textbook and found it to be quite nice. The author seems to provide a very
comprehensive treatements of classical and quantum waves mechanics, as
well as optics. I found some extra sections on scattering phenomena and
its connection to quantum theory. Indeed Hect confirmed my suspicion that
the phenomenon of scattering is much more complex and poorly understood,
which is why Amol and I did not have much success in trying to fully understand
it. I also found the discussions on Quantum Field Theory and Complementarity
to be very nicely treated. Hect adresses not just the physics and
mathematics but also the metaphysics of waves, which is important, I think,
in fully appreciating the complexity of such phenomena.
July 13, 2005
We the LTC students and a group of graduate students,
had our first official pizza lunch. A talk was given by Jan, a German
graduate student studying X-Ray Spectroscopy. Afterwords, John left for
the week, while Marty stayed behind and looked at some of our projects.
July 12, 2005
This morning Greg and I had our REU field trip
to Brookhaven National Lab. The tour was delayed because the bus would
not start, so all the students just hung out in front of the SAC. At BNL
we saw the Synchrotron Light Source and all the experiments it is being used
for. We then had lunch in the BNL cafeteria where I happened to run into
Bob Crease, the BNL historian. Afterwords, we toured the RHIC (Relativistic
Heavy Ion Collider) which was fantastic. We then saw the STAR detector, as
it was being disassembled. It's interesting to think about how such devices
are so complex that no one individual physicist or engineer entirely knows
how they work. After returning, I went back to the lab and brought the two
audio amplifiers over to my work station.
July 11, 2005
Today I developed a simple MBSL experiment, after reading
a paper by Lawrence Crum on the use of an ultrasonic horn to produce cavitation.
I figure that if I were to superheat a flask of degassed water and then
bombard it with ultrahigh frequency soundwaves from a high frequency generator,
I should easily observe SL and with greater intensity than with normal
Other than this, I checked the pressure in the gauge which was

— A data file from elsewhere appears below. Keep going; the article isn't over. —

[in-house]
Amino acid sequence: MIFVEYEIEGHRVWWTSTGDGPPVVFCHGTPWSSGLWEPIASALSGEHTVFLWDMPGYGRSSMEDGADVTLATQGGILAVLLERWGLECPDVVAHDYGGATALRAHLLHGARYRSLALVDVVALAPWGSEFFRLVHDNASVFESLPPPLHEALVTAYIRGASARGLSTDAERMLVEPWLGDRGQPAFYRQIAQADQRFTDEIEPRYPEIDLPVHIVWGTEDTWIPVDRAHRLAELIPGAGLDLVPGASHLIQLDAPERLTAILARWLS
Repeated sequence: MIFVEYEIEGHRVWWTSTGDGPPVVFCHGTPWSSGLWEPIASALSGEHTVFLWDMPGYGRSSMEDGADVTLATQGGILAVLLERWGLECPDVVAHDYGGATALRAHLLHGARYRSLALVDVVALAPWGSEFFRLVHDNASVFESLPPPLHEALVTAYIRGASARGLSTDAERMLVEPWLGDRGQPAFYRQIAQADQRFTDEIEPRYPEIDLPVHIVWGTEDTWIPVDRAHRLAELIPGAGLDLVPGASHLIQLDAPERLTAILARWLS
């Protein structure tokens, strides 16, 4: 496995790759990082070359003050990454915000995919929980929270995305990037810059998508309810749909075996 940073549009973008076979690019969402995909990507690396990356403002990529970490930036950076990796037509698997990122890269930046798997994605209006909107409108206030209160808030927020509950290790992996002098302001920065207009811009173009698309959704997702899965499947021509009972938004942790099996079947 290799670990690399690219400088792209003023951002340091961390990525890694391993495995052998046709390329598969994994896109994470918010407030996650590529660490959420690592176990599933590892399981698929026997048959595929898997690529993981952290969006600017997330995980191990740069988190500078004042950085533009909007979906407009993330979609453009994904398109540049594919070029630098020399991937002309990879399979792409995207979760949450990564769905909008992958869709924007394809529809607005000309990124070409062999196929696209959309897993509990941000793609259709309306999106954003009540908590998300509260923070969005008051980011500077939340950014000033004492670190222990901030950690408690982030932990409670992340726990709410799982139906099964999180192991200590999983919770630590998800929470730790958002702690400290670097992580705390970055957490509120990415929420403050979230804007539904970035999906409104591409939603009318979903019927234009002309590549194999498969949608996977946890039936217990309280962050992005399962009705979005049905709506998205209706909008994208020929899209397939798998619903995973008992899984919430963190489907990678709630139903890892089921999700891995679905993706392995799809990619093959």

pumped on Friday of last week. On Friday, the pressure was 5 torr at
minimum. I concluded that this should be treated as the minimum
or zero pressure point, since it will not go any lower. Now I will pump
the flask with water and start taking readings of pressure increase. I
also need to start tinkering with the audio amplifier. Time is of the
July 7, 2005
Early in the morning, we all went to the seminar
room for the third of Hal's lectures. This time, his talk was about
the property of waves. We all did a demo where we stood side by side
and moved our fists up and down, following each person to our right.
This demo then led into a philosophical discussion about what a wave
is, since it was difficult to state whether we created a wave in our demo.
I suggested that it is not a wave since a wave carries energy and momentum
plus information. The latter concept is difficult to define, but I argued
that it was related to causality. Basically, for information to be communicated,
there must be a causal connection throughout a wave. And this causal
connection arises out of a transfer of energy. But since no energy was
transmitted, it did not fit the definition or properties of a wave, so
I argued that the "wave" in our demo was an illusory perception. Metcalf
challenged my implicit assumption that all physical processes are causal
by bringing up quantum mechanics and radioactive decay. Nevertheless, I
am still convinced that the concept of a wave is clearly definable. We
then went on to quantitatively define waves using the sine function in the
z direction. Afterwords, when John and Hal left, Greg gave a mini-talk
on modern physics to Lindsey and Moon, after being asked about what photons
are. He discussed the photoelectric effect and quantization of energy;
I then said a bit about GUT's (Grand Unification Theories). Moon seemed
particularly interested in these ideas.
In the afternoon, I tried pumping the SL flask to take measurements
of pressure change, but found that there was a leak somewhere. John
then came over and tried to find the leak, but somehow ended up sucking
water into the pressure gauge. Thus, I had to take the gauge apart, clean
it, and reassemble it. We then found the source of the leak which was
a torn valve. After replacing the valve, we then discovered that the rubber